Galactic lineup 2020

After that auspicious start, Anders Osborne brings in the New Year for the East Coast at d.b.a. Then the mighty Galactic takes the stage at their very own Tipitina’s to welcome 2021 for the Central Time Zone. For those setting their clocks to Mountain Time, Rebirth Brass Band counts down to midnight from The Maple Leaf. And the West Coast can watch Dumpstaphunk bring this dumpster fire of a year to a close from The Howlin’ Wolf.

Our favorite host and former Tulane English professor, John Goodman, will oversee New Year’s Eve in New Orleans. In addition to the amazing entertainers we’ve mentioned, special guests Ani Di Franco, George Porter Jr., Kermit Ruffins, and Big Sam are also expected to drop by.

Should be a (virtual) blast.

d.b.a front door-cropped

Where Did The Live Music Go?

The pandemic has hit the world of live music harder here in New Orleans, it seems, that almost anywhere else. When a city like ours, whose identity comes in large part from a vibrant music scene, shuts its bars, restaurants, hotels and other performance spaces — well, it’s like a punch in the gut.

Fortunately, live music itself isn’t going away without a fight. It’s just going on-line.

Over at Tipitina’s, Galactic (the club’s owner and its house band) experimented with Tipitina’s TV. Season 1, which just ended, offered up six live shows featuring a spectrum of New Orleans talent: Rebirth Brass Band, Anders Osborne, Tank & The Bangas, Samantha Fish, The Radiators … and Galactic themselves.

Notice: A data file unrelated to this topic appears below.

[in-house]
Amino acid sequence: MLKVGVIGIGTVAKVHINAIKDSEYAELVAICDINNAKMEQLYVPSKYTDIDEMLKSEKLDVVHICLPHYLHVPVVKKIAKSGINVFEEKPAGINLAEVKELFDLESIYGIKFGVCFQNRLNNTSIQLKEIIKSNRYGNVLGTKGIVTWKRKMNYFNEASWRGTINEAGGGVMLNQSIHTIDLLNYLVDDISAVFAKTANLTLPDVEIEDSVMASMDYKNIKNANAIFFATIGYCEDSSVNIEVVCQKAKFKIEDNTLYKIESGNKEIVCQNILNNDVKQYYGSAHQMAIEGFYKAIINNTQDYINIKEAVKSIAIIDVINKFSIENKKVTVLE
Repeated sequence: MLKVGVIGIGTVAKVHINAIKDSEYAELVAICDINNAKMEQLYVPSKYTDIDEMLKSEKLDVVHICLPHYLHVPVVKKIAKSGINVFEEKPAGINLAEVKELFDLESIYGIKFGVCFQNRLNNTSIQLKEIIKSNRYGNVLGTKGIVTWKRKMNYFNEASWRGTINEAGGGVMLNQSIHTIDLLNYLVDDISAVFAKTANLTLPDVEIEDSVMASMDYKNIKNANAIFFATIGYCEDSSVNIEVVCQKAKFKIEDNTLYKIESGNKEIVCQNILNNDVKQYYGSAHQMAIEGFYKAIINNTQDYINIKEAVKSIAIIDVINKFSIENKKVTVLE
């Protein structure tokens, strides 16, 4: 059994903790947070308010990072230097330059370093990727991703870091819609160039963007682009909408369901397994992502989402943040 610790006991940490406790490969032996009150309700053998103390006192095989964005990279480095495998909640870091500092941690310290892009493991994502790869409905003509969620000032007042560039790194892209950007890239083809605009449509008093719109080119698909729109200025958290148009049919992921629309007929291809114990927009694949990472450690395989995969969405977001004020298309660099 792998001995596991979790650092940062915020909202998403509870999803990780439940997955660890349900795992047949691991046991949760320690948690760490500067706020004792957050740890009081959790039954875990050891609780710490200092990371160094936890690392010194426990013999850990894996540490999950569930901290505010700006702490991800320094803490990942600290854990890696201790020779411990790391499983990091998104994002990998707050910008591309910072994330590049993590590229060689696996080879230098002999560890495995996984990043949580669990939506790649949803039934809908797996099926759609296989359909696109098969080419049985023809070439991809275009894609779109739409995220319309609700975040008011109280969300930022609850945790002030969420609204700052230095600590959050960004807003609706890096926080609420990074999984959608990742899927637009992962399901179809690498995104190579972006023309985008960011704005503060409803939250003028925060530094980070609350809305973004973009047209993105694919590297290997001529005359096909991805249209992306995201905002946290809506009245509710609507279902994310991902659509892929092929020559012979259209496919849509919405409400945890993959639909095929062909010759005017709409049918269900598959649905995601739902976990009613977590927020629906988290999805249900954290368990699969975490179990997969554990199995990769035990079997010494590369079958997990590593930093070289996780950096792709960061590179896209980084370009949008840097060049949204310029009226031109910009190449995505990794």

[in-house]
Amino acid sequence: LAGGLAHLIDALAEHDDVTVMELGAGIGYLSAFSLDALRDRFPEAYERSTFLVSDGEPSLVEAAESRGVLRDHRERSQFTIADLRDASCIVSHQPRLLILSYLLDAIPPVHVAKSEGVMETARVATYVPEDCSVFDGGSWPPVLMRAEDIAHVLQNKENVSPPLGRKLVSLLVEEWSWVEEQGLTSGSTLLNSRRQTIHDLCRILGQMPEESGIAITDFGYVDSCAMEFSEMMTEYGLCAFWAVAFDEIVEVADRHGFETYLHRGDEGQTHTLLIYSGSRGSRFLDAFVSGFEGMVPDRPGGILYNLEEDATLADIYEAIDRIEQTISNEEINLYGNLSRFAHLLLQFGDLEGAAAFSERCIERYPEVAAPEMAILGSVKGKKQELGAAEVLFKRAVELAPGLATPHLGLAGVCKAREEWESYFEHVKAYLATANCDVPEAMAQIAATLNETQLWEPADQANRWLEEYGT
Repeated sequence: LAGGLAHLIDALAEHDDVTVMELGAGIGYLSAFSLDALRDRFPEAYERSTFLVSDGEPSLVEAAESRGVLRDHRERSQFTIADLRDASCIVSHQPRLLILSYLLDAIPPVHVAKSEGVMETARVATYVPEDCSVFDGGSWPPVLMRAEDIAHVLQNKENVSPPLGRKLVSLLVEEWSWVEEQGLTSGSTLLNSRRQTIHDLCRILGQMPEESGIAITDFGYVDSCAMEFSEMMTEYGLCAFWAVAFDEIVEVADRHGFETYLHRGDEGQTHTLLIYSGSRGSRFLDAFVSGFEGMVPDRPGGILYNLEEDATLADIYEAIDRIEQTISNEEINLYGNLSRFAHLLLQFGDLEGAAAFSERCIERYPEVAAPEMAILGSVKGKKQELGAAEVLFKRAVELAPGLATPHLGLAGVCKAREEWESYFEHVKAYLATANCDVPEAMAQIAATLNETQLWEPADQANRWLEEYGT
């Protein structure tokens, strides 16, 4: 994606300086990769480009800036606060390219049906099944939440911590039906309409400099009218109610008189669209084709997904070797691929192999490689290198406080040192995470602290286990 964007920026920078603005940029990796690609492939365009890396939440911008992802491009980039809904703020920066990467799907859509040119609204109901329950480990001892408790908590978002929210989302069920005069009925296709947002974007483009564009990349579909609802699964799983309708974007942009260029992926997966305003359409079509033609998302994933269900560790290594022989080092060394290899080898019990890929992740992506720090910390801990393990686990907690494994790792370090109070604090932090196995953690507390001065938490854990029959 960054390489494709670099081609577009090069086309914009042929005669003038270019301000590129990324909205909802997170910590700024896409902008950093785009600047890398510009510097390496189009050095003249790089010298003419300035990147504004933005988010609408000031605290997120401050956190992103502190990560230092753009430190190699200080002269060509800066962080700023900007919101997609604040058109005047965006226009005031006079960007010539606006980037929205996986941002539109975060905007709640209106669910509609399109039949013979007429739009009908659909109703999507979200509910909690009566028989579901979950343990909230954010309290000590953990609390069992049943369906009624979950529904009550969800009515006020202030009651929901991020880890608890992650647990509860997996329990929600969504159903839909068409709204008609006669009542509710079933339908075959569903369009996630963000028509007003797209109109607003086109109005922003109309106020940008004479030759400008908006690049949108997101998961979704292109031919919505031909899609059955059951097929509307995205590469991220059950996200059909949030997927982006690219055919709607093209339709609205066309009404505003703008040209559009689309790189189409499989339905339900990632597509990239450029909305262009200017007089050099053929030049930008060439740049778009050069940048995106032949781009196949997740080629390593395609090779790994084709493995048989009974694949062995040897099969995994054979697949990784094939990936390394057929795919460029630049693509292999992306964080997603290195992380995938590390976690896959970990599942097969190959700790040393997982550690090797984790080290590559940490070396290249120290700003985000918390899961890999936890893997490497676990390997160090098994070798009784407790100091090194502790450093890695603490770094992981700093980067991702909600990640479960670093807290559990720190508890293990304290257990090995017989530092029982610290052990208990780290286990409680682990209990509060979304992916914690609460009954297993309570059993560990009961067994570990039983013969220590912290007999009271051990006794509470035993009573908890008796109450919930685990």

From what we saw and heard, production values were first-rate. Tip’s partnered with the streaming platform, which enabled those who bought a full series pass to watch any show they’d missed.

No word on the success of Tipitina’s TV, or whether there will be a Season 2

d.b.a. … Usual?

Meanwhile, on Frenchmen Street, the proprietor of d.b.a. is working on his own streaming solution to bring back live music. Tom Thayer says “d.b.a. Live” will be a partnership with the live-streaming platform

The first show streamed Wednesday night and featured d.b.a. stalwart Walter “Wolfman” Washington. As you might imagine, the music was smooth and bluesy. The technical quality, though, was a bit glitchy … not nearly as seamless as the offerings on Tip’s TV. It’s possible there was just so much interest in the Wolfman that the StageIt stream ran out of bandwidth.

Speaking of offerings, one nice feature of StageIt is the opportunity to tip the musicians. Thayer says they get to keep 100% of those tips, plus a share of the “virtual ticket sales.”

Unfortunately, if you miss a d.b.a. live stream there’s apparently no way to watch a rerun. Kinda like life: once it’s gone it’s gone. But the good news: the Wolfman will be playing each Wednesday night … just like he did before the pandemic.

You can read more about d.b.a.’s comeback at

Stanton Moore

Stanton Moore: 5 Surprising Facts

In honor of his birthday, we thought we’d share a few interesting facts about Stanton Moore — one of our favorite New Orleans groove-masters.